Stephen Smith looks at Thomas More's Utopia in The Wall Street Journal, in its weekly Masterpiece column:
For some, "Utopia" provides a witty education in human nature for citizens and leaders, especially those who want to be "well and wisely trained." For others, "Utopia" heralds the glorious liberty of communism to come, or so the makers of Moscow's Memorial Obelisk thought when they engraved More's name there in 1918. In More's own words, Utopia is "a truly golden book, no less profitable than delightful," but what kind of education does this book really offer? While the word "Utopia" has long been shorthand for any ideal world, a careful reading of More's book offers a complex, and better, view.
Born in London in 1478, More distinguished himself in family life and friendship, in professional work and politics. Called by Erasmus "the only true genius in England," More published "Utopia" in Latin in 1516. He then entered King Henry VIII's service, and eventually became Lord Chancellor. During his maturity, the drama of Henry's divorce and the Reformation engulfed England. A supporter of neither, and a defender of English law, ancient liberty and the Catholic faith, More resigned his public office in 1532 after a controversial tenure. Later imprisoned, he was convicted of treason and sentenced to death in 1535. His last words—"I die the king's good servant, and God's first"—attest that he had served his old friend Henry with integrity throughout the storms.
Smith, a professor in English Literature at Hillsdale College, provides a summary of the conversation at the heart of Utopia and then concludes:
Surprisingly, "Utopia" concludes not with a cross-examination of Raphael, but with More thinking to himself that Utopia sounds "really absurd," a point often missed by those who wish to embrace its radical policies. Unsure that Raphael can "take contradiction in these matters," More decides to lead him to dinner instead. For Raphael, Utopia is over, and he may have placed himself beyond the reach of friendship, though More's charity creates hope. For readers, we are left with the challenge of responding to Raphael's claims and examining the sources of our own thoughts and first principles—and indeed, the clarity of our own self-knowledge. For Thomas More, his truly golden meditation on service and Utopia would meet its end only years later, alone atop a scaffold on Tower Hill.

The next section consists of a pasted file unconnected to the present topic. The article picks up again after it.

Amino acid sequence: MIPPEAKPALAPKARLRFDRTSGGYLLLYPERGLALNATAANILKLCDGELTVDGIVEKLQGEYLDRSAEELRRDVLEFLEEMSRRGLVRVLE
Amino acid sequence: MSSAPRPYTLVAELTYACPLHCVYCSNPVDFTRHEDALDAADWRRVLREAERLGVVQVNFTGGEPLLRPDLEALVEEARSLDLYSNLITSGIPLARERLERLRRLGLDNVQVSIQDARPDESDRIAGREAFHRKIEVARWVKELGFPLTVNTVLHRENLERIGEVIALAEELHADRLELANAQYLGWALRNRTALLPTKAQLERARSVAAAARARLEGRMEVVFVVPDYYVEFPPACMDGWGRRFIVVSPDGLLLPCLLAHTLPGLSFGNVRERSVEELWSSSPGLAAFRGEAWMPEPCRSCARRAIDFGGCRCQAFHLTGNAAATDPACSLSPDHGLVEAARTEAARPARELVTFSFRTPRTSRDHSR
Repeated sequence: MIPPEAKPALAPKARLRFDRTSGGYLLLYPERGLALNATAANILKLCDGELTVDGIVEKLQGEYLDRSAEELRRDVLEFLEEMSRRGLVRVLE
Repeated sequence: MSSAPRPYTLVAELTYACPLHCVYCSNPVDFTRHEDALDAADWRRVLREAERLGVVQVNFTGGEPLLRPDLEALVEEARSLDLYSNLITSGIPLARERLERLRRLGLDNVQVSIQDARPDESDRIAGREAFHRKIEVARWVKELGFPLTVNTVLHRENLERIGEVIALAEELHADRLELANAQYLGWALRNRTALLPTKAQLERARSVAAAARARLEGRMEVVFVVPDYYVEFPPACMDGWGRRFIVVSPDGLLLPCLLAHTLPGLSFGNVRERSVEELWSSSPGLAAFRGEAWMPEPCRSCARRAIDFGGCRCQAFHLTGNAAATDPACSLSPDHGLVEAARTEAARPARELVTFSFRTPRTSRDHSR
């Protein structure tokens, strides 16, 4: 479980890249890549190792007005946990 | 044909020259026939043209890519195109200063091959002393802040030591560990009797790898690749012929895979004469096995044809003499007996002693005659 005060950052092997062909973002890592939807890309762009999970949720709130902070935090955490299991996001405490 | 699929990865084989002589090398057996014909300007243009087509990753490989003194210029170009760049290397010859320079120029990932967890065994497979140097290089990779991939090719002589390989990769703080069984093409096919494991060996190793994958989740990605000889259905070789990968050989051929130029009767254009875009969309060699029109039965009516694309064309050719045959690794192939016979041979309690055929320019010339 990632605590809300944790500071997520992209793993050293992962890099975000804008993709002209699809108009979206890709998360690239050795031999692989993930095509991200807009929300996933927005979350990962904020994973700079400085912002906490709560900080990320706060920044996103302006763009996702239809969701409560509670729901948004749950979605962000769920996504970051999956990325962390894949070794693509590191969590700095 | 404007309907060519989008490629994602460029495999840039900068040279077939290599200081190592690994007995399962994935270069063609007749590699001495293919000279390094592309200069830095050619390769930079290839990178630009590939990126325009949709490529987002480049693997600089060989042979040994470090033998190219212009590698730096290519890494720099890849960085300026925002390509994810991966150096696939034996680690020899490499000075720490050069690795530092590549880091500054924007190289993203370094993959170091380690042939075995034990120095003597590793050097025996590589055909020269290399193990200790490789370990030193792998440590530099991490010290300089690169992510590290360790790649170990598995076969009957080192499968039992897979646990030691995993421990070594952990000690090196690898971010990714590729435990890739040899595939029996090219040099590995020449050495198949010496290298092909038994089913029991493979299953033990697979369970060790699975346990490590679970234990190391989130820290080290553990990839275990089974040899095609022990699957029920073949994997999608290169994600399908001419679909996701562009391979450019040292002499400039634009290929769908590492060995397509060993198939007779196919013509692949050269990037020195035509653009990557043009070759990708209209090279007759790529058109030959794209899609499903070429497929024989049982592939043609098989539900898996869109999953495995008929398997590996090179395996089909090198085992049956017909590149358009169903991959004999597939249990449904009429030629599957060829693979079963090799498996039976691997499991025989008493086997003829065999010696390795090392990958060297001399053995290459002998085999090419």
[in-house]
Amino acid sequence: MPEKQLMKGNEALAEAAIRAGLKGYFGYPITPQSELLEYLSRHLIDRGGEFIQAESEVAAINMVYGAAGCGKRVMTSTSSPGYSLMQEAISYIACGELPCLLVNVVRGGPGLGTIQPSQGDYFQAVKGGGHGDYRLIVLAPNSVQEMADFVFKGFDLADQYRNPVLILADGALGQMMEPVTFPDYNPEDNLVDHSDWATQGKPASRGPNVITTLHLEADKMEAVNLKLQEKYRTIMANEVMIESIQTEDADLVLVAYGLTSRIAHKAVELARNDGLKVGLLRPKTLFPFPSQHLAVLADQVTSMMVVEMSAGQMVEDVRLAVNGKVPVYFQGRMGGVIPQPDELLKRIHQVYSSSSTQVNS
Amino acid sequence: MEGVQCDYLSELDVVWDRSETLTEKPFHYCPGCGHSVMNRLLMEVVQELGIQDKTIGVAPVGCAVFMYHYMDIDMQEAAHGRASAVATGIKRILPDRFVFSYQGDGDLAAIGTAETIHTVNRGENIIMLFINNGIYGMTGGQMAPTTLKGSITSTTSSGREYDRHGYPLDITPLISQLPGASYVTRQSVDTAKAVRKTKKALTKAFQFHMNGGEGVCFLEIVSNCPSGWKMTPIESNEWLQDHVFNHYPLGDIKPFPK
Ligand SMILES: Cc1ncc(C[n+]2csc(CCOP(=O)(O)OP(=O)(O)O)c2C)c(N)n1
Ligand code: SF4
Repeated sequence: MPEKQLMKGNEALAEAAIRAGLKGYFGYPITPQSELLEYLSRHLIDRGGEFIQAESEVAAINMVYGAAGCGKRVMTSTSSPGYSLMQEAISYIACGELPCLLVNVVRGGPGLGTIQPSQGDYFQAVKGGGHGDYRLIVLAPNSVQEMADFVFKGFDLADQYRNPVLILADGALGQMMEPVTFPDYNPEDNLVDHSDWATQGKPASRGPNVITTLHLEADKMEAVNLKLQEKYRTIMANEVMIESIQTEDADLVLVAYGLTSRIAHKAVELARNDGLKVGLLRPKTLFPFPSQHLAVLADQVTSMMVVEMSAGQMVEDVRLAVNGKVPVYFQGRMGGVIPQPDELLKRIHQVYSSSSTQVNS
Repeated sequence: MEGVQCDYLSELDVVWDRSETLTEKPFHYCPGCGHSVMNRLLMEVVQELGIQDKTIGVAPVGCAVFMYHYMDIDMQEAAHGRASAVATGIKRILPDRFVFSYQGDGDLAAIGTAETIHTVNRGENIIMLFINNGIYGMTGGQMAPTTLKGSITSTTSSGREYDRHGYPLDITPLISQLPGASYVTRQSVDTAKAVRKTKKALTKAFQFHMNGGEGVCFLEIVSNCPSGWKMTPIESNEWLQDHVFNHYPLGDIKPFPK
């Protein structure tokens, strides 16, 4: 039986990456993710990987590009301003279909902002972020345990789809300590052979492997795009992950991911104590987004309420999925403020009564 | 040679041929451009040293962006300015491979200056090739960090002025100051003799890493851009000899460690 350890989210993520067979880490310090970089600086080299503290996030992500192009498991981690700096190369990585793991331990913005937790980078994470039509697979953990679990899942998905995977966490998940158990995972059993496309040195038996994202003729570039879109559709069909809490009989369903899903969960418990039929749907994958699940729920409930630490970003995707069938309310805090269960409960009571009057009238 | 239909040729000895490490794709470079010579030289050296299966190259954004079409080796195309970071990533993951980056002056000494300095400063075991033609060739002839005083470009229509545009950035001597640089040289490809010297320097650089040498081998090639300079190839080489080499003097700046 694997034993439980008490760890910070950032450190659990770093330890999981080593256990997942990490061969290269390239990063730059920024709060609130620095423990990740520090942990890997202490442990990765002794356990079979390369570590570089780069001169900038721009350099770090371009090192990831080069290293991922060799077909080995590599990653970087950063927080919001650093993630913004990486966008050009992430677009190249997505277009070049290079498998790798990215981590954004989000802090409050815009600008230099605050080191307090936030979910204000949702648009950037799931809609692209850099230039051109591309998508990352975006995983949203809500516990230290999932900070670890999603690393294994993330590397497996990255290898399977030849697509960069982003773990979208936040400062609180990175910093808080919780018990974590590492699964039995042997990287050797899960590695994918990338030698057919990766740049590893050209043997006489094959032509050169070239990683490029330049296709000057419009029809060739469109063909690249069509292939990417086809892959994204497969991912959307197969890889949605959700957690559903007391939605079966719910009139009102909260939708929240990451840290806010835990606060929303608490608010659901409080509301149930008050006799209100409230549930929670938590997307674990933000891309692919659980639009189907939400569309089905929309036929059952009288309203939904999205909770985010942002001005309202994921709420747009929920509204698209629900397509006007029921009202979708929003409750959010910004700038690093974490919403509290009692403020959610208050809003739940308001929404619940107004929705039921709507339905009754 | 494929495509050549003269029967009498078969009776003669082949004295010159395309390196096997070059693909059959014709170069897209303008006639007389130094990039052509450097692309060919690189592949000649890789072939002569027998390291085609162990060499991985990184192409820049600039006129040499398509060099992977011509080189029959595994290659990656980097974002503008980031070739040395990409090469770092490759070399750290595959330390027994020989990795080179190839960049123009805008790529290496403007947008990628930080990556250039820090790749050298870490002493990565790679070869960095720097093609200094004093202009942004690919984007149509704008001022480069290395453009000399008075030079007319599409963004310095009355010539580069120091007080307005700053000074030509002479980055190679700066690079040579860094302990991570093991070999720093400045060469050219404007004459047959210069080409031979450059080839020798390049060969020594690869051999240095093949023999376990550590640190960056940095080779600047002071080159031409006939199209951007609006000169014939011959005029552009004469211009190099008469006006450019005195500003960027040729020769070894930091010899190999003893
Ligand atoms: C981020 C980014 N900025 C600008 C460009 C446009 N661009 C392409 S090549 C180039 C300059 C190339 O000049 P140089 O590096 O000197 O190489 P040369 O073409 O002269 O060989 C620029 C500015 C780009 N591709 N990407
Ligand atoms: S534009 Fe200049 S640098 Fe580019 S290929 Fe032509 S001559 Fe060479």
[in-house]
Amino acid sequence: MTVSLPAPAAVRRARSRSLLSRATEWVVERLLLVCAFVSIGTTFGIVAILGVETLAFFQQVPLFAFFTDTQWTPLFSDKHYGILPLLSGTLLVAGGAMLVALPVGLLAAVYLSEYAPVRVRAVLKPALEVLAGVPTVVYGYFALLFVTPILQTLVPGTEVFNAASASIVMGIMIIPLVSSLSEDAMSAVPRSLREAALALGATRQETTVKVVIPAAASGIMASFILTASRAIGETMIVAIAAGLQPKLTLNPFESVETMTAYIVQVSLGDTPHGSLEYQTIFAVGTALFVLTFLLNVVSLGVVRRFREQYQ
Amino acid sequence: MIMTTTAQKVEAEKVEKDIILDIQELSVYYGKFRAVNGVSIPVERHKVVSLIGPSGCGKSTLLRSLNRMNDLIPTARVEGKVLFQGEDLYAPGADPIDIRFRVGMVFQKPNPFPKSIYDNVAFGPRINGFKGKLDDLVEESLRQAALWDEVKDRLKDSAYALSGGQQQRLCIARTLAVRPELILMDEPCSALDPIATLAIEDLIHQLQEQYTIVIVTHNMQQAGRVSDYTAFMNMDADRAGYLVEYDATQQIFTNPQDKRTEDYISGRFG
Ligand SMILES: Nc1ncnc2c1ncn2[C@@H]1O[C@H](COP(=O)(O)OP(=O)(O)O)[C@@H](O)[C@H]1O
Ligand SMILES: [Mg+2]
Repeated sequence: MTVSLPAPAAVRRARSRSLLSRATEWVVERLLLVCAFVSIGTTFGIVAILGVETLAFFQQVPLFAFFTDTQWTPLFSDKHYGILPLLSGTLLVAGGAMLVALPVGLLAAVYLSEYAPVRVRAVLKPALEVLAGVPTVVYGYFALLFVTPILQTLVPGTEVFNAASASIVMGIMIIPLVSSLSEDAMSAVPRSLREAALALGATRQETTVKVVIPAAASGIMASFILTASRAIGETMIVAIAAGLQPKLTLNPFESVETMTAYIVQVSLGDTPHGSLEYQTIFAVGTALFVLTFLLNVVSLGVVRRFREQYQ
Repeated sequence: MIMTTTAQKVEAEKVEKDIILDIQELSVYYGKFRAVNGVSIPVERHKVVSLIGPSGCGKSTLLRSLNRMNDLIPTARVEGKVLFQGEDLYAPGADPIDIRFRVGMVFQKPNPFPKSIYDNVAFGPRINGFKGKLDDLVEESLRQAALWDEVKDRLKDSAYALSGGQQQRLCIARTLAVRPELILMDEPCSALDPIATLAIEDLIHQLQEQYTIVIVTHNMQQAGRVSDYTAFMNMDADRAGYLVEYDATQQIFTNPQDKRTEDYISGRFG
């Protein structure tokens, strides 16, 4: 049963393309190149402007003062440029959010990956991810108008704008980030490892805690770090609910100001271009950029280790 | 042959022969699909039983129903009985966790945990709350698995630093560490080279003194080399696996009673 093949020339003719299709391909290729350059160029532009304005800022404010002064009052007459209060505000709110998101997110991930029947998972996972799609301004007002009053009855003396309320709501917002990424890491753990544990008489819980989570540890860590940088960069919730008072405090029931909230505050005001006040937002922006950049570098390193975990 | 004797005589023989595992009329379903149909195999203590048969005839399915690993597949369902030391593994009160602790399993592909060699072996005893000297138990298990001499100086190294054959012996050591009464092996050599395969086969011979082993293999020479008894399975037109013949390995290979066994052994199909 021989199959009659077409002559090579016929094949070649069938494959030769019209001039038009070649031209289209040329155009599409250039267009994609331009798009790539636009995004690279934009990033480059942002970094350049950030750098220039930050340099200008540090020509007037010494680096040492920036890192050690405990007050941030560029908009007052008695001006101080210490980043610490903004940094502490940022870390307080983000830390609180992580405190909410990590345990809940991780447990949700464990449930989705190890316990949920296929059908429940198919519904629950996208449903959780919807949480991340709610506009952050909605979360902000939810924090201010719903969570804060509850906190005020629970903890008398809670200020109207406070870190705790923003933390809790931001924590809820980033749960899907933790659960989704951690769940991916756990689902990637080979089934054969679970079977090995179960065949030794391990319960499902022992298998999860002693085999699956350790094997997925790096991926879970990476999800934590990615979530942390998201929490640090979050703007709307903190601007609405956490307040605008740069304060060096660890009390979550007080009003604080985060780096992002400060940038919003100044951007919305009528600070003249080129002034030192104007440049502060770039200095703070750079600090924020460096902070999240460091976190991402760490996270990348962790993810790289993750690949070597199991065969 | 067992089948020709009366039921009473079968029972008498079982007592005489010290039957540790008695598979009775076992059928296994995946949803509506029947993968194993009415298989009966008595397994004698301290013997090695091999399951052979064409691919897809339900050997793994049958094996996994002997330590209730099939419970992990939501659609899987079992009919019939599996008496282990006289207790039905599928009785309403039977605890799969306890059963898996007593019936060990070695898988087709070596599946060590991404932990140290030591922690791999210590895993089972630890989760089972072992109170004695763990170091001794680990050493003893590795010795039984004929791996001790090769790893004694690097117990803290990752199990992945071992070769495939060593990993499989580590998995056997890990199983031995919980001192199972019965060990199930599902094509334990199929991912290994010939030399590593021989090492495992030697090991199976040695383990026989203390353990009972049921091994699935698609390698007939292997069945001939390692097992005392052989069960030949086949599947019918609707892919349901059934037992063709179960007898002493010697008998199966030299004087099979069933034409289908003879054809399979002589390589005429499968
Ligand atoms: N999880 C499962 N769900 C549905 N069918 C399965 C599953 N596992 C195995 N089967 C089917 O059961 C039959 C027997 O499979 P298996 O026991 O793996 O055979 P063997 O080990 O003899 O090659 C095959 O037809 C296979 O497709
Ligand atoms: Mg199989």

Read the rest here. That last paragraph reminded me of Pope Benedict XVI's address to Politicians, Diplomats, Academics and Business Leaders in Westminster Hall, City of Westminster, on Friday, September 17, 2010:
In particular, I recall the figure of Saint Thomas More, the great English scholar and statesman, who is admired by believers and non-believers alike for the integrity with which he followed his conscience, even at the cost of displeasing the sovereign whose “good servant” he was, because he chose to serve God first. The dilemma which faced More in those difficult times, the perennial question of the relationship between what is owed to Caesar and what is owed to God, allows me the opportunity to reflect with you briefly on the proper place of religious belief within the political process. . . .
And yet the fundamental questions at stake in Thomas More’s trial continue to present themselves in ever-changing terms as new social conditions emerge. Each generation, as it seeks to advance the common good, must ask anew: what are the requirements that governments may reasonably impose upon citizens, and how far do they extend? By appeal to what authority can moral dilemmas be resolved? These questions take us directly to the ethical foundations of civil discourse. If the moral principles underpinning the democratic process are themselves determined by nothing more solid than social consensus, then the fragility of the process becomes all too evident - herein lies the real challenge for democracy.